People become involved in IT-related careers for a wide variety of reasons. The term IT covers a broad range of activities. But all IT people have at least one thing in common: They've been asked to fix a friend's or family member's computer. (Let me know if you're the exception.) Furthermore, the majority of these requests ("While you're here, could you just take a look at something?") come with the implied remuneration of $0. Maybe one beer. Two beers if it takes all evening. At most, a dinner.
While we all resent the imposition, IT consultants have even more reason than regular employees to let this raise our blood pressure. We not only make our living off this type of work, we could probably be doing more of it right now and collecting our hourly fee if we weren't stuck trying to figure out why Aunt Edna's sound card isn't pumping Bill Gaither's melodious voice out the speakers. No, Aunt Edna, don't worry about it — I'm sure it's something simple. Another hour or so... No more Coca-Cola cake, thanks.
Why do we agree to do these favors? Probably because we feel powerless to refuse. You could plead ignorance, but that's really hard for a geek to do. Or, you could lay the problem out openly, and state your hourly rate — if you don't mind being a jerk.
Family ties run much deeper in our DNA than monetary systems, and nobody wants to be the subject of Aunt Edna's gossip to Cousin Lulu: "He's a nice boy. He's supposed to know a lot about computers, but he didn't want to fix mine. Oh, I know he's busy and I didn't want to impose, but he certainly had time for a piece of Coca Cola cake, for goodness sake. These young people just don't appreciate Family."
Dealing with friends' requests for technical help can be even harder, because no matter what you do the friendship suffers. If you agree, you'll resent it and never like them quite as much as you did. If you don't agree, then you're putting them in their place — effectively saying "our friendship isn't *that* good".
It's even worse if your friend is a colleague. I have a much harder time deciding where to draw the line in those cases, because I might need their help someday. As long as it's just a "Hey, can you answer this question for me?" I'll usually just do it, figuring that the favor will be returned in kind or at least translate into good Karma. But these things have a way of getting out of hand. Next thing you know, they're saying "Just tell me if you don't have the time" — which is code for "We both know that I'm taking advantage of you, but if you object you'll be the bad guy. And you can't be resentful, because I gave you an out — albeit an uncomfortable one."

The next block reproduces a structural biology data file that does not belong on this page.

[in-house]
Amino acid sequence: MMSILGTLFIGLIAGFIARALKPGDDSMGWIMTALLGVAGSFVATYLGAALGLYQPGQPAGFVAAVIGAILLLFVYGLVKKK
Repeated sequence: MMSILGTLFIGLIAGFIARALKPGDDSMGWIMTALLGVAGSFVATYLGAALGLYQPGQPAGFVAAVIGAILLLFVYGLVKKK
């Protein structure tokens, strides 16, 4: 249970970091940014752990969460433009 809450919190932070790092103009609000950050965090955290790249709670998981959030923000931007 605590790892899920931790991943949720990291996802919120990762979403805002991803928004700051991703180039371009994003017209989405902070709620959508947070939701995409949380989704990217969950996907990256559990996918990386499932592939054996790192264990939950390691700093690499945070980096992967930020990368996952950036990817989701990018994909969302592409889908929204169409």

Even a paying offer can be an imposition sometimes. I was attending a school function, when the father of one of my daughter's friends came up to me and shook my hand. We've done business before, and I like the guy a lot. So when he began, "Say, how much do you know about..." my ears perked up. He continued, "... Access databases?"
"NOOOOOO!!!!" shouted a voice inside my head. Outwardly, I replied, "More than I ever wanted to."
He explained the situation: He was saddled with a client's Access app that was far too complicated for that piece of, um, software. Not being a database kind of guy, he was looking for someone else to take over the project. I felt really sorry for him, and was about to say yes — but being a good friend he could sense my distaste and let it drop.
See, that's how friends are supposed to behave. It's just as much up to them to avoid putting us into these awkward situations as it is up to us to figure out how to get out of them. Do you think that friends have a responsibility to be considerate, or am I just being a wimp?
I know you all have some juicy horror stories about free tech support gone bad. Please share them in the discussion.
Thanks to TechRepublic member reisen55 for this topic suggestion.
Related resources on TechRepublic
- TechRepublic members sound off about support favors
- How far should support favors go?
- Help desk on the home front a drag
- 10 good reasons not to provide free tech support
- 10 ways to decline a request for free tech support
- T-shirt: 'No, I will not fix your computer'
Chip Camden has been programming since 1978, and he's still not done. An independent consultant since 1991, Chip specializes in software development tools, languages, and migration to new technology. Besides writing for TechRepublic's IT Consultant blog, he also contributes to [Geeks Are Sexy] Technology News and his two personal blogs, Chip's Quips and Chip's Tips for Developers.